The Most Important Factor behind the Formation of Innovation Ecosystems

The extent of 'Value Capture Scope' is a leading pre-determinant of the type of innovation ecosystem that will emerge. Read more to find out how this works...

There is a key factor that influences how an innovation ecosystem forms, the type of innovation ecosystem it is likely to become and the potential scope of its impact.

I refer to this factor as ‘Value Capture Scope.’

In simple terms, ‘Value Capture Scope’ is the number of primary stakeholders in an innovation ecosystem who receive the bulk of the value generated from the ecosystem outputs. An example of an ecosystem output is an innovative product.  Examples of value generated from an ecosystem output are revenue and impact on end users.

‘Value Capture Scope’ can be low, medium, high or super high. There is no right or wrong when it comes to level of Value Capture Scope, however a conscious awareness of the type of innovation ecosystem being created by the extent of this scope is important.

The below diagram illustrates how a Value Capture Scope choice can result in different forms of Innovation Ecosystems.

Low Value Capture Scope – Single Organisation Driven Innovation Ecosystem

If the innovative product is developed to mostly benefit one initiating organisation, the ‘Value Capture Scope’ is deemed to be low.

In other words, the innovation ecosystem is designed from the outset to ensure that product ownership rights and the bulk of the financial, market share growth, employee impact, customer impact and other key benefits reside with the initiating organisation.

Other stakeholders are invited to participate for pre-determined rewards such as a set fee paid for a new product idea.

The rules of engagement for invited co-participants in this type of ecosystem are clear and form part of the organisation’s internal policies, procedures and governance.

Medium Value Capture Scope – Partner Organisation Driven Innovation Ecosystem

When more than one organisation initiates an innovation ecosystem to develop a solution to a common problem, the possible value capture scope grows to include the organisation partners and all their sets of respective employees, suppliers, start-up relationships and customer-bases in that ecosystem.

The higher ‘Value Capture Scope’ results in a different type of innovation ecosystem which is still organisationally driven in terms of its intended impact, but has more complex dynamics due to multiple organisations bringing value to and seeking value from the ecosystem.

High Value Capture Scope – Structured Hub Based Innovation Ecosystem

Innovation Hubs or Co-Labs set up with the intention to solve an industry or country-wide problems (versus solving a problem only for an organisation’s target market customers) aim to ensure value is captured for a broader community-driven ecosystem (as opposed to an organisationally driven one.)

An example could be a hub set up by a larger community of hospitality operators to solve for low occupancy levels in a nationwide lockdown. The hospitality operators do not necessarily become partner organisations but achieve shared value cocreation from an industry-wide solution. Each stakeholder contributes value to the solution and captures value from the solution, which value in turn positively impacts large numbers of hospitality industry employees, suppliers and customers.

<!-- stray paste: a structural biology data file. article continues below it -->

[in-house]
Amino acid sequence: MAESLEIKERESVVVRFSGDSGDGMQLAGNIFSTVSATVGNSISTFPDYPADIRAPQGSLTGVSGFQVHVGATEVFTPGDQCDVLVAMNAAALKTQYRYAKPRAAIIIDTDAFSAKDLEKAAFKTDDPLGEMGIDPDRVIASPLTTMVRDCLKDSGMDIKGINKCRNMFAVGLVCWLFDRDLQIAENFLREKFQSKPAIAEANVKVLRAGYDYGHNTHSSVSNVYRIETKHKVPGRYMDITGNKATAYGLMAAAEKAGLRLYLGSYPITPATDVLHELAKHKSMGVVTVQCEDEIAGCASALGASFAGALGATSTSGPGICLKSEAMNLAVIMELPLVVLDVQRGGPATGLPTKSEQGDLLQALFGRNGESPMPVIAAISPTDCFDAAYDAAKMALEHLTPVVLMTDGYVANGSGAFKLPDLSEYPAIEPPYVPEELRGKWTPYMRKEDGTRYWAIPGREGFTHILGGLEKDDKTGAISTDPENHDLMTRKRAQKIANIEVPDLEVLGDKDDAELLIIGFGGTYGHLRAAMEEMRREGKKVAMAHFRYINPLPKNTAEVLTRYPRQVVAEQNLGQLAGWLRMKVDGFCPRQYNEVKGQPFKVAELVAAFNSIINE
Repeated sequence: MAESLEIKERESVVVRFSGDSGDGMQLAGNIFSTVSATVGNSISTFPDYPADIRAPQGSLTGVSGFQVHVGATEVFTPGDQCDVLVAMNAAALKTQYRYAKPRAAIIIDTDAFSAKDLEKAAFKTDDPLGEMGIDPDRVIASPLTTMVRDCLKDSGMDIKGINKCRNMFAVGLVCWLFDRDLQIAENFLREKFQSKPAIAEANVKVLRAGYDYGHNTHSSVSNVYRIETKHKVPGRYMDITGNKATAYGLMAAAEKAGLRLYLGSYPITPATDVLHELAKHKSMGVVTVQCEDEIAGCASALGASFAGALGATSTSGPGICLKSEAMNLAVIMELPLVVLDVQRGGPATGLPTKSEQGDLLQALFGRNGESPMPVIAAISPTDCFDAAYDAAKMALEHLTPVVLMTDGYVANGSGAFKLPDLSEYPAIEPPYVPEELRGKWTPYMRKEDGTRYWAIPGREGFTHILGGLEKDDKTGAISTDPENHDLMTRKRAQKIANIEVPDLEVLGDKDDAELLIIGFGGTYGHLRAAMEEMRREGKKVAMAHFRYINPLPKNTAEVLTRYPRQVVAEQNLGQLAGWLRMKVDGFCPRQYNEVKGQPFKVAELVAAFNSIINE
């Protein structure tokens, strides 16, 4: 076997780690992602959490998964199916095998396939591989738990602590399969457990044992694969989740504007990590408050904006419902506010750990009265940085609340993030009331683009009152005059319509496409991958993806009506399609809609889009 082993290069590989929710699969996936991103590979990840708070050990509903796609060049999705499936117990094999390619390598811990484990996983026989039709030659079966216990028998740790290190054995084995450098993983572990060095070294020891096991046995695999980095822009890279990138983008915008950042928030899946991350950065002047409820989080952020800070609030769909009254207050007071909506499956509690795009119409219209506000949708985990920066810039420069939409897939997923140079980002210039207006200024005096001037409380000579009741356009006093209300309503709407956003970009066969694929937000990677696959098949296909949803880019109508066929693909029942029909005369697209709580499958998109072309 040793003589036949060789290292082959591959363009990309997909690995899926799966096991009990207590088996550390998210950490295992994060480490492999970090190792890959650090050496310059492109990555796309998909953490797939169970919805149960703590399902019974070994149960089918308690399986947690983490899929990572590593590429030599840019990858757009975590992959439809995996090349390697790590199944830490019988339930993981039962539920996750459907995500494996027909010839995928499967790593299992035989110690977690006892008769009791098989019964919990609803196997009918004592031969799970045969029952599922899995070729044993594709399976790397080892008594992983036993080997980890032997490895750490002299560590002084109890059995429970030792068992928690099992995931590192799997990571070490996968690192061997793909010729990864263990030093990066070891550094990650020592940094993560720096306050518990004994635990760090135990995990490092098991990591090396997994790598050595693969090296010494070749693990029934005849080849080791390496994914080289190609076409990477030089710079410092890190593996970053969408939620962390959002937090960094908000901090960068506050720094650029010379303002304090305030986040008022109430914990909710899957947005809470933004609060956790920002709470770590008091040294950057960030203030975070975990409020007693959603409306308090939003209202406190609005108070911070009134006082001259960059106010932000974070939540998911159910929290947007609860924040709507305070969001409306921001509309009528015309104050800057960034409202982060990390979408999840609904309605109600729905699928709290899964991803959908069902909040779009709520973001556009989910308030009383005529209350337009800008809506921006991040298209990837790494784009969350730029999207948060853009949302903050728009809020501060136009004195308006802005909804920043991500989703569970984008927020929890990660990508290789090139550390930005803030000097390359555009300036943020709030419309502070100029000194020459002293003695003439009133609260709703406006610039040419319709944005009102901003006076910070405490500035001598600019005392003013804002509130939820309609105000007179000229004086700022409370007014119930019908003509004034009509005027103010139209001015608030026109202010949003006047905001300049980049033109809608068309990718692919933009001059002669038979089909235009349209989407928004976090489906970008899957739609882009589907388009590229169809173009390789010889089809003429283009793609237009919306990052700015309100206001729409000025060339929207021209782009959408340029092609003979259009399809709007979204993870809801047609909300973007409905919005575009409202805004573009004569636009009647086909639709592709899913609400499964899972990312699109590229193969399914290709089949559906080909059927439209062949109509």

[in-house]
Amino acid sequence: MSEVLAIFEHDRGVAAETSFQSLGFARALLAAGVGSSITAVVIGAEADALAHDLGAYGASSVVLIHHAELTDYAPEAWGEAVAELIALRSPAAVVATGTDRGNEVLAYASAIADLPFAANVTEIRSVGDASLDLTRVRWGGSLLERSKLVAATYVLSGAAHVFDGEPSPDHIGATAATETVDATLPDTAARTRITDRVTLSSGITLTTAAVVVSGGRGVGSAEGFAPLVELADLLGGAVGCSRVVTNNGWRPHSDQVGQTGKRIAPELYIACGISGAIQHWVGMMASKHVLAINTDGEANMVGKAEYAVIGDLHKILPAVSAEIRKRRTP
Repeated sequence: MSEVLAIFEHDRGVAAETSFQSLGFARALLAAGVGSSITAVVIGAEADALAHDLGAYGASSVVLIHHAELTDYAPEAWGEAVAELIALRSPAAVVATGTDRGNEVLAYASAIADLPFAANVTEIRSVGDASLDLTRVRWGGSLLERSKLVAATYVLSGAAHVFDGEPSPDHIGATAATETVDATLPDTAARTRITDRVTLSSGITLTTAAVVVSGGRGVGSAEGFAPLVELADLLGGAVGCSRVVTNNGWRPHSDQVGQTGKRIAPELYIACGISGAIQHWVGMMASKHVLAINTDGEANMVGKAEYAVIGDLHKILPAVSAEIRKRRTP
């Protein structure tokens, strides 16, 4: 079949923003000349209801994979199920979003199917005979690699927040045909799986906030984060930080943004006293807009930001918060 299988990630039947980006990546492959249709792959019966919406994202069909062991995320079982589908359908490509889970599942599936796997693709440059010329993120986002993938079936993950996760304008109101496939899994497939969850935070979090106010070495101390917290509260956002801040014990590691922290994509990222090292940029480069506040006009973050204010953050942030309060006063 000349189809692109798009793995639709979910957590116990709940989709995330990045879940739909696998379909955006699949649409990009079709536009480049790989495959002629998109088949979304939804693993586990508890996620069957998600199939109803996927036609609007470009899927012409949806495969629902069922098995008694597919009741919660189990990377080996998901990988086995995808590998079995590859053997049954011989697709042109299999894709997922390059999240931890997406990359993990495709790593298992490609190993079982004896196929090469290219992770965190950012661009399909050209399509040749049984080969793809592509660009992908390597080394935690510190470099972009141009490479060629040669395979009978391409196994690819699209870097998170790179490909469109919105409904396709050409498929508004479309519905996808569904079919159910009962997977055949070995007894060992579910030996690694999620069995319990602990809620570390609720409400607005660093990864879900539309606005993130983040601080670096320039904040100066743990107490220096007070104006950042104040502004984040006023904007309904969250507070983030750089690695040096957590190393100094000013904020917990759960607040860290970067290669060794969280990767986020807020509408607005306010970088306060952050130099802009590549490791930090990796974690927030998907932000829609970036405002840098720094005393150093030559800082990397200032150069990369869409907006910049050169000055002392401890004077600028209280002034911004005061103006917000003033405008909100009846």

Super High Value Capture Scope – Living Lab Innovation Ecosystem

The ‘Value Capture Scope’ intention can also be infinite.  Communities that started out by solving an industry-wide problem could become flexible communities that solve other problems together on an ongoing basis. Each time a solution is developed to a shared problem, a different form of value is captured by the core ecosystem role-players and all their stakeholders.

Taking the hospitality operator example above a bit further, should the community of hospitality operators also start solving for reducing plastic waste across their industry and includes other co-creators such as environmentalist groups, the original hub has become a ‘living lab’ in the sense that it can evolve over time.

Each time a solution is developed to a shared problem, a different form of value is captured by the core ecosystem role-players and all their stakeholders. This can continue forever or until the hub naturally ceases to exist.


The upfront decision to limit or make boundless the factor of ‘Value Capture Scope’ will influence the type of Innovation Ecosystem that arises. Fearless leaders will not be scared to enable ecosystems to grow in order to co-create and share in as much value as possible, for as many of us as possible. Both commercial and societal benefits are possible from all the above types of innovation ecosystems whether organisationally or community driven in terms of value contributed and captured.

The below diagram illustrates how a Value Capture Scope choice can result in different forms of Innovation Ecosystems:

Lauren Fleiser

Lauren Fleiser

Lauren is the creator of The Collective Organisation and is an entrepreneur, educator and innovator, fully immersed in the world of boundary spanning innovation.

Share this post
Share on facebook
Share on twitter
Share on linkedin
Related posts